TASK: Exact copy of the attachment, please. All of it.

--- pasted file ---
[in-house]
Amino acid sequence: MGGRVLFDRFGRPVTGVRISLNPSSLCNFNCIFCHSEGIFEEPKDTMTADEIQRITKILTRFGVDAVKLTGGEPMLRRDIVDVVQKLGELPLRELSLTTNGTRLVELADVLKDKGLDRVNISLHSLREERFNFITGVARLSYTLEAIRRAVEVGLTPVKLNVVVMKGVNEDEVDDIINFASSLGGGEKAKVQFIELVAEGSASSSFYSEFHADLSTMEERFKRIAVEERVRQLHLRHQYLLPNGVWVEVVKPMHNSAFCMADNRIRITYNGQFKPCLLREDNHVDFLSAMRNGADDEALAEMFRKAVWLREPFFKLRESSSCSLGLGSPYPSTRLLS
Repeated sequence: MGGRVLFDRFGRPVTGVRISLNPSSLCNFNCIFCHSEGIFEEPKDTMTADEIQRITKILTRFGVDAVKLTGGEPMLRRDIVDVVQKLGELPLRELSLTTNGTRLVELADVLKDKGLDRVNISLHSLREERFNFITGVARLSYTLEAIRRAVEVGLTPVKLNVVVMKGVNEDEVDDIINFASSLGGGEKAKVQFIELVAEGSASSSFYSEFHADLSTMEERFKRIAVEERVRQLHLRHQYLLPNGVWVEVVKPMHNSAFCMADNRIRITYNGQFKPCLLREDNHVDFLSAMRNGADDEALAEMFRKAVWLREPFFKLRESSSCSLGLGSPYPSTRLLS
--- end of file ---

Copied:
[in-house]
Amino acid sequence: MGGRVLFDRFGRPVTGVRISLNPSSLCNFNCIFCHSEGIFEEPKDTMTADEIQRITKILTRFGVDAVKLTGGEPMLRRDIVDVVQKLGELPLRELSLTTNGTRLVELADVLKDKGLDRVNISLHSLREERFNFITGVARLSYTLEAIRRAVEVGLTPVKLNVVVMKGVNEDEVDDIINFASSLGGGEKAKVQFIELVAEGSASSSFYSEFHADLSTMEERFKRIAVEERVRQLHLRHQYLLPNGVWVEVVKPMHNSAFCMADNRIRITYNGQFKPCLLREDNHVDFLSAMRNGADDEALAEMFRKAVWLREPFFKLRESSSCSLGLGSPYPSTRLLS
Repeated sequence: MGGRVLFDRFGRPVTGVRISLNPSSLCNFNCIFCHSEGIFEEPKDTMTADEIQRITKILTRFGVDAVKLTGGEPMLRRDIVDVVQKLGELPLRELSLTTNGTRLVELADVLKDKGLDRVNISLHSLREERFNFITGVARLSYTLEAIRRAVEVGLTPVKLNVVVMKGVNEDEVDDIINFASSLGGGEKAKVQFIELVAEGSASSSFYSEFHADLSTMEERFKRIAVEERVRQLHLRHQYLLPNGVWVEVVKPMHNSAFCMADNRIRITYNGQFKPCLLREDNHVDFLSAMRNGADDEALAEMFRKAVWLREPFFKLRESSSCSLGLGSPYPSTRLLS